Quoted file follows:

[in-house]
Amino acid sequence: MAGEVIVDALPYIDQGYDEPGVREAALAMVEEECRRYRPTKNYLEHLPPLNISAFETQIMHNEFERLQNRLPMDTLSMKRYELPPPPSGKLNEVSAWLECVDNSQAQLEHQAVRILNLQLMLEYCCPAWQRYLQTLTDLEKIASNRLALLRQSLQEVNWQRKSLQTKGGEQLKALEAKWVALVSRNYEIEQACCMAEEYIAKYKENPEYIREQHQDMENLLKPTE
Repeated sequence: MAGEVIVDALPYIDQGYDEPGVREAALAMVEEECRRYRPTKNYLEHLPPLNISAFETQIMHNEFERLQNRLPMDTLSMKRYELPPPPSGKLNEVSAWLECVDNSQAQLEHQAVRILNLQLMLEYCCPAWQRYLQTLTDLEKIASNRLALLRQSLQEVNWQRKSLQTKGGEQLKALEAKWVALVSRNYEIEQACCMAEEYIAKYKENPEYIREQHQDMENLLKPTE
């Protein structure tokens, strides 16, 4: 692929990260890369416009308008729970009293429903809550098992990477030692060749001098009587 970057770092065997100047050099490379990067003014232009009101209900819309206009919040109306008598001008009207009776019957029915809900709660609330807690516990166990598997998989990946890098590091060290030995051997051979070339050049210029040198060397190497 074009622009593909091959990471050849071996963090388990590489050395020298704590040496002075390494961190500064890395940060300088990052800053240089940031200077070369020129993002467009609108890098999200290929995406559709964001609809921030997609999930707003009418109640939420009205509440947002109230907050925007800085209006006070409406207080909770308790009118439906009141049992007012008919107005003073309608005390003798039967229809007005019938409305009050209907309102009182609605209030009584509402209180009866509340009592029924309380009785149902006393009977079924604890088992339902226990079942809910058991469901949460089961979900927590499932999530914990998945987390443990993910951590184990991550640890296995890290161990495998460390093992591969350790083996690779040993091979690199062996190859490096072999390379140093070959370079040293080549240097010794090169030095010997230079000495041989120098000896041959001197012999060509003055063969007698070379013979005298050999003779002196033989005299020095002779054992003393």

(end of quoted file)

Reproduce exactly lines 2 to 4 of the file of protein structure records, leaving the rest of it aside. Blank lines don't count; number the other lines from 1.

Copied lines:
Amino acid sequence: MAGEVIVDALPYIDQGYDEPGVREAALAMVEEECRRYRPTKNYLEHLPPLNISAFETQIMHNEFERLQNRLPMDTLSMKRYELPPPPSGKLNEVSAWLECVDNSQAQLEHQAVRILNLQLMLEYCCPAWQRYLQTLTDLEKIASNRLALLRQSLQEVNWQRKSLQTKGGEQLKALEAKWVALVSRNYEIEQACCMAEEYIAKYKENPEYIREQHQDMENLLKPTE
Repeated sequence: MAGEVIVDALPYIDQGYDEPGVREAALAMVEEECRRYRPTKNYLEHLPPLNISAFETQIMHNEFERLQNRLPMDTLSMKRYELPPPPSGKLNEVSAWLECVDNSQAQLEHQAVRILNLQLMLEYCCPAWQRYLQTLTDLEKIASNRLALLRQSLQEVNWQRKSLQTKGGEQLKALEAKWVALVSRNYEIEQACCMAEEYIAKYKENPEYIREQHQDMENLLKPTE
């Protein structure tokens, strides 16, 4: 692929990260890369416009308008729970009293429903809550098992990477030692060749001098009587 970057770092065997100047050099490379990067003014232009009101209900819309206009919040109306008598001008009207009776019957029915809900709660609330807690516990166990598997998989990946890098590091060290030995051997051979070339050049210029040198060397190497 074009622009593909091959990471050849071996963090388990590489050395020298704590040496002075390494961190500064890395940060300088990052800053240089940031200077070369020129993002467009609108890098999200290929995406559709964001609809921030997609999930707003009418109640939420009205509440947002109230907050925007800085209006006070409406207080909770308790009118439906009141049992007012008919107005003073309608005390003798039967229809007005019938409305009050209907309102009182609605209030009584509402209180009866509340009592029924309380009785149902006393009977079924604890088992339902226990079942809910058991469901949460089961979900927590499932999530914990998945987390443990993910951590184990991550640890296995890290161990495998460390093992591969350790083996690779040993091979690199062996190859490096072999390379140093070959370079040293080549240097010794090169030095010997230079000495041989120098000896041959001197012999060509003055063969007698070379013979005298050999003779002196033989005299020095002779054992003393």